Towards the middle of the album on “CASH,” Merlyn, Ameer, and Dom deliver verses over an acoustic guitar and a sing-songy chorus.
“See, the cool thing about being yourself isn’t that everybody starts to like you; it’s that the right people start to like you.”
Near the end, “FACE” updates the lamenting slow-rap of Kanye’s “808’s & Heartbreaks” to the Brockhampton era.
Each and every song brings something new to one of the most refreshing, original projects of the past few years.
Special shoutout to my personal favorites: “STAR”, “BOYS”, and “MILK”.
You know that cheery sounding banality, “just be yourself and others will like you for it”? Yea, total bullshit. I don’t know when that became a phrase, but I can guarantee you it was before Twitter and the culture of instant judgement existed.
Whether it’s coming from an internet stranger or your mom and dad; if you openly express “who you are”, whatever that means, someone somewhere will dislike you for it — I guarantee it.
But that’s what makes Brockhampton special: that originality.
Each member carries a different flow, tone, personality, set of rhymes, everything. Merlyn has never once delivered a dull verse. Ameer gives the group a dark and grimy edge that somehow still fits perfectly next to Dom’s infectiously clever bars. It’s sort of like Odd Future, if Odd Future actually tried to make good albums.
This is something increasingly hard to do in 2017 — an age where thousands of keyboard warriors and internet aficionados sit at the ready with plenty of well-aimed jabs and condescending reviews prepared for any risk an artist takes. It’s tough.
Just ask Kevin Abstract. Growing up as a homosexual black kid in an American suburb, Kevin saw more than his fair share of disdain towards “who he was”, even from inside his own home.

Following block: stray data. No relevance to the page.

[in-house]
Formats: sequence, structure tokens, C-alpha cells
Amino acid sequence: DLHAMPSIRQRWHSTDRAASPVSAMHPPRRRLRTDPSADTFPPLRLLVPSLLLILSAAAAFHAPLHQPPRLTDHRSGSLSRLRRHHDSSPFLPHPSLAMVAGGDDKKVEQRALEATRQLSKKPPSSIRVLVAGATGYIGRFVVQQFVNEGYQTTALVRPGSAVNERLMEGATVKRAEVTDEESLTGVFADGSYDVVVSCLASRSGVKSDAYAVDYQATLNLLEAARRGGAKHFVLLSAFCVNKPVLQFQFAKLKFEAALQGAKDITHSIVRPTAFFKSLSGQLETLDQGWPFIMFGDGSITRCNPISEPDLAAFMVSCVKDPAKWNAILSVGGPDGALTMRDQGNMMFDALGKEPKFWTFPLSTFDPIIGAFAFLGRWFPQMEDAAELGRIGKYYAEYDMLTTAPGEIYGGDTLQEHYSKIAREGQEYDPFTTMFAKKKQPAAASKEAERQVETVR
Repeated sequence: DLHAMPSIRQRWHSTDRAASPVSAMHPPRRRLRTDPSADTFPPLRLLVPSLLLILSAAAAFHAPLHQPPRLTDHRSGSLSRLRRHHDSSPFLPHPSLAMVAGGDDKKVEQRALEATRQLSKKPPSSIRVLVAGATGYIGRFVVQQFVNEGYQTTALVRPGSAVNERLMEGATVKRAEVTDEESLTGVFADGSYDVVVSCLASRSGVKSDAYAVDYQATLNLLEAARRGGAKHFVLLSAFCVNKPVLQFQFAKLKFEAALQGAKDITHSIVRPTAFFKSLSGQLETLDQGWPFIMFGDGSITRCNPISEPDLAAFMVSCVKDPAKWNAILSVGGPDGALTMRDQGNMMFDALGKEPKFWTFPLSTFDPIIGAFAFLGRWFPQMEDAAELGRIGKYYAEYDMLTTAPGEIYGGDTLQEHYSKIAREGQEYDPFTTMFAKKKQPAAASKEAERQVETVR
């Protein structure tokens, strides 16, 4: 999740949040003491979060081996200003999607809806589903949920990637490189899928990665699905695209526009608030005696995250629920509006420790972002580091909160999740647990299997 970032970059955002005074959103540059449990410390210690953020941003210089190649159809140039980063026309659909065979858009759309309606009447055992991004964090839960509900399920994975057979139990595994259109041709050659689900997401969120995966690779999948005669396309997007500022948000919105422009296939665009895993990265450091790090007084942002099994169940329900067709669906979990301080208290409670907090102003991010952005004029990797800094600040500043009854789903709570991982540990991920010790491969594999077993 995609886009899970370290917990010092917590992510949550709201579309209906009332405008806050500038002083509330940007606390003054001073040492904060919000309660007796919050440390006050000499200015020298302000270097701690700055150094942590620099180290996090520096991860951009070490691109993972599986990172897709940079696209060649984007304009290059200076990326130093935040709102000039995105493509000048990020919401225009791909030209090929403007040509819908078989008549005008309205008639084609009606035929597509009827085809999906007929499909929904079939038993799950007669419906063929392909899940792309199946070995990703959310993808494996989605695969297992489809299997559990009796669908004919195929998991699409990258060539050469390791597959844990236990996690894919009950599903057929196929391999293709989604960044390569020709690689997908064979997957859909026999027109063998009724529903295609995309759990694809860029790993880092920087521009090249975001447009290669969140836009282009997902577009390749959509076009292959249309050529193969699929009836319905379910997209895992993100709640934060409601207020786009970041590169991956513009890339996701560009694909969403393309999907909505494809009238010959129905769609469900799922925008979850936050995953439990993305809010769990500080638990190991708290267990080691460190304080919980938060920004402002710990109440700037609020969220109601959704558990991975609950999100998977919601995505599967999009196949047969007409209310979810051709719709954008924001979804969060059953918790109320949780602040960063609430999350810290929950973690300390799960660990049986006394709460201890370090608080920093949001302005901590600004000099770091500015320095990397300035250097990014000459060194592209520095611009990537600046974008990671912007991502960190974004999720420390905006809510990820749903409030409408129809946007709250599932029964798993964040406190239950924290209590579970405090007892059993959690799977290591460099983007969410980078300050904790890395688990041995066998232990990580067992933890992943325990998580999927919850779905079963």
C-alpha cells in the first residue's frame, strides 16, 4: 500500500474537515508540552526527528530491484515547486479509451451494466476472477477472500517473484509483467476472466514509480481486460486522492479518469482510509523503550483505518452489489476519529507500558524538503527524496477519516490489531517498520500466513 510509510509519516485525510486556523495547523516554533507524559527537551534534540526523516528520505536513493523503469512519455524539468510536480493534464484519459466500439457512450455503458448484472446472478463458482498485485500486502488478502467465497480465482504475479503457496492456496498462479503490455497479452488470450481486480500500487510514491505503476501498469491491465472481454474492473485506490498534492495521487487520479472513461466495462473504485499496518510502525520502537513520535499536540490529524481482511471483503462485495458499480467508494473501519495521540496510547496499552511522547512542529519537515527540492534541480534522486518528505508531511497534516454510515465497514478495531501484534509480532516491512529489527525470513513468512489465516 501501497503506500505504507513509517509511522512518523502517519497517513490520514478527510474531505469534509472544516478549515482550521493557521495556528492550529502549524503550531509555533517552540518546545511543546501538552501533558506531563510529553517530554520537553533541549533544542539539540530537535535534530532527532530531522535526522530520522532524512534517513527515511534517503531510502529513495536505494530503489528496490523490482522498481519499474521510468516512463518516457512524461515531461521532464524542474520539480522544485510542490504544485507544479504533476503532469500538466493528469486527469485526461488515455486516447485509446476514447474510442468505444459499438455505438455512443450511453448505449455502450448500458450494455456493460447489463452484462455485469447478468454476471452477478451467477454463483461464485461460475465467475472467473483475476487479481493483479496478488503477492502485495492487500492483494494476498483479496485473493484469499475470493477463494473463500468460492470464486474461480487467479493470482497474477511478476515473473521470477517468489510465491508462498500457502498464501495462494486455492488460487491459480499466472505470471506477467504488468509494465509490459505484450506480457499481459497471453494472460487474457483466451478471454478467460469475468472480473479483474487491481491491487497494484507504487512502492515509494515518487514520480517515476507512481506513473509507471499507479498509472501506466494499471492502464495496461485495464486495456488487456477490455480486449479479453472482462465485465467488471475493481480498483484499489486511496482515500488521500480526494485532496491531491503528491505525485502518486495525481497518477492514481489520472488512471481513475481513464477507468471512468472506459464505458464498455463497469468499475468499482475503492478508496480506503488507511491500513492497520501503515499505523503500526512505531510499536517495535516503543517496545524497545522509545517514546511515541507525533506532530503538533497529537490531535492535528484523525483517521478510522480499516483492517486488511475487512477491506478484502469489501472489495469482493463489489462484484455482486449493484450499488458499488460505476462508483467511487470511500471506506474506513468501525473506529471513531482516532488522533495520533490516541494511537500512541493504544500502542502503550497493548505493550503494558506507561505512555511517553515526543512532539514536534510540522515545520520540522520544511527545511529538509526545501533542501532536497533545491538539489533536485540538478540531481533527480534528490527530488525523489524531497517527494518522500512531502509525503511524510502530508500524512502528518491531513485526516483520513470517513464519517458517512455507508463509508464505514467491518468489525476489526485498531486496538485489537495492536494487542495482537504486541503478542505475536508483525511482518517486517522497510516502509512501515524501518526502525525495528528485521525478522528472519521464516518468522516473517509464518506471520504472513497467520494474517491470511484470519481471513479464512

So, he did what very few people in his position have the strength to do: he sucked it up, and got mad.
Brockhampton moves with absolute unapologetic honesty and aggression.
On “STAR”, Abstract raps one of my favorite lines on the whole album: “High-school they ain’t f–k with me. Now critics don’t f–k with me. My own fam ain’t f–k with me… but Viceland did f–k with me!”
This underlying frustration seems to be a significant driving force throughout both Abstract’s solo work, and Brockhampton.
It’s a group of kids fed up with the world around them, so they’re making their own. See, the cool thing about being yourself isn’t that everybody starts to like you; it’s that the right people start to like you.
Brockhampton makes music for the kids that dance along to every move in the “Oldie” video. For the kids that are torn between wanting to just like what they like, and like what they “should” like in order to make it through a single day of high school without being singled out for it.
For the kids that trust Frank Ocean more than anyone at their church or Washington D.C.
For the kids that can feel their parents’ disappointment drift over the dinner table. For the kids that dream about moving to California to make music with their boyband.
And Kevin, Brockhampton, we thank you for it.
Brockhampton’s “SATURATION” can be found across all major streaming platforms. Their TV show, “American Boyband” airs Friday nights on vice.com.
Photo Taken from nationofbillions.com, greenlabel.com and genius.com